Fyshwick’s CEA Technologies is one of the winners to emerge from a Government decision to market Australian defence technology overseas.
An Australian Military Sales Office is to be established as a ‘‘one-stop shop’’ for Australian defence manufacturers seeking to export their wares Defence Minister Stephen Smith said today.
CEA has developed what is believed to be the world’s most advanced active phased radar array. The system is now being fitted to all eight of the Royal Australian Navy’s Anzac class frigate as part of a $650 million upgrade program.
Bushmasters and extra lightweight body armour developed for diggers serving in Afghanistan are also likely to marketed through the new office.
The Government has also scrapped the current Defence Capability Plan which, according to critics, is ‘‘dead in the water’’ as a result of defence cuts announced in the budget.
A new DCP will be finalised before the end of September.
Mr Smith said the changes were designed to ‘‘align the DCP with the four-year Forward Estimates period in the budget and provide greater certainty for industry’’.
‘‘The public DCP will provide information for industry on project cost, project schedule and local industry content,’’ he said.
The most significant change is that the public DCP will now only include projects that are close to reaching either first or second pass approval in the forward estimates period.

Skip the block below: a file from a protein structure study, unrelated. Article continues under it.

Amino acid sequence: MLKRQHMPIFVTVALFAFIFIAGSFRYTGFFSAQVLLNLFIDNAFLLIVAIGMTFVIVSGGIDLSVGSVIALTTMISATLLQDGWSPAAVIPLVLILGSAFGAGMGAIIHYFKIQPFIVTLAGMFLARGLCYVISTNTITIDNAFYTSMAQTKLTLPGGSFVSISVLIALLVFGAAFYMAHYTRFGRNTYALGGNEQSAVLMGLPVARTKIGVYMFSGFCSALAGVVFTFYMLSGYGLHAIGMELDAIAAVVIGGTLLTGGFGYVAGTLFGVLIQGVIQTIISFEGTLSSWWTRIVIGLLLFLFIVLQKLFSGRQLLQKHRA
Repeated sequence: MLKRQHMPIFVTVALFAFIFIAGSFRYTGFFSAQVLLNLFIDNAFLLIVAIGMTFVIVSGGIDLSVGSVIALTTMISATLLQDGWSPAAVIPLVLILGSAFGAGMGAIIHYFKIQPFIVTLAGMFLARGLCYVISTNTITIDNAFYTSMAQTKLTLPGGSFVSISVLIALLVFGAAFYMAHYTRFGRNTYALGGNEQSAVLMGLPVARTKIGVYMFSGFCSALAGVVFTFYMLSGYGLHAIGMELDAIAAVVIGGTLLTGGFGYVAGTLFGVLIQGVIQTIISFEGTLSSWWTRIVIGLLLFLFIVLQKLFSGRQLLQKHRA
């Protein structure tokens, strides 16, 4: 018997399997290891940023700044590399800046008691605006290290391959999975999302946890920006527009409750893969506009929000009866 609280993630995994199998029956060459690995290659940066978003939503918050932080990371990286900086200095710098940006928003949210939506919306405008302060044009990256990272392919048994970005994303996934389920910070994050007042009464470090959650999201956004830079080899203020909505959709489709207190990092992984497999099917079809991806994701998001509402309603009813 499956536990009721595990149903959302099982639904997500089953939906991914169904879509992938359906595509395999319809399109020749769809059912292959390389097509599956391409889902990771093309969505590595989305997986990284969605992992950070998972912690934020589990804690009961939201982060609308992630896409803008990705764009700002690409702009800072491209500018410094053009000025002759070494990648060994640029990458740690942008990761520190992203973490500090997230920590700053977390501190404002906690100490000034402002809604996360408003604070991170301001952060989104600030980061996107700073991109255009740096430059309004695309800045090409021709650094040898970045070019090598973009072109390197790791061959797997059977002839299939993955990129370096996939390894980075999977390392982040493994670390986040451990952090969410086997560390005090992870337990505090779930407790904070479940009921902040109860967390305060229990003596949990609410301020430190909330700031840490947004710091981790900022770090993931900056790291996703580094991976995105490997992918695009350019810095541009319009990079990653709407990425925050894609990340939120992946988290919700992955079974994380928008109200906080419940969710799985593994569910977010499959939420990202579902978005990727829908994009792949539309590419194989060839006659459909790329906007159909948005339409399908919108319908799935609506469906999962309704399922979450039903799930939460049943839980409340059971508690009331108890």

Projects that are not as far along will be relegated to the newly created Defence Capability Guide which will cover the six years beyond the forward estimates, giving the two documents a combined coverage of 10 years.
The current DCP has effectively been scrapped with a new DCP and the first DCG to be published before the end of September.
Mr Smith said the second part of the Coles Review into Australia’s troubled Collins submarine fleet should be released in weeks.
The future submarine project will loom large in the new DCP and influence the timing of other projects now likely to be relegated to the DCG.
Mr Smith, who was speaking at a media event with Defence Materiel minister, Jason Clare, also announced the ADF had received two second hand Chinook CH-47D helicopters from the United States Army.
The two machines were bought to replace the Chinook that crashed in Afghanistan last year, claiming the life of an Australian serviceman.
A second Australian Chinook was damaged during a hard landing while on combat support operations in Afghanistan on June 22. It may have to be returned to Australia for repairs.
Seven brand new CH-47F Chinooks are due to start arriving in Australia from 2016.
The two Ministers also announced plans to buy a further 214 Bushmasters for the army. The four-wheel-drive armoured troop transports are made at the Thales plant in Bendigo. There have been concerns workers would have to be retrenched due to a growing gap between the last Bushmaster orders and the finalisation of the design of the Hawkei light vehicles for the army.
The plan is to spend $1.5 billion to provide up to 1300 Hawkeis in both protected and unarmoured configurations.
Mr Smith said the additional Bushmasters, to be built in lots of 50, would retain critical skills at the Bendigo plant until work began on the Hawkei contract.
This story Administrator ready to work first appeared on Nanjing Night Net.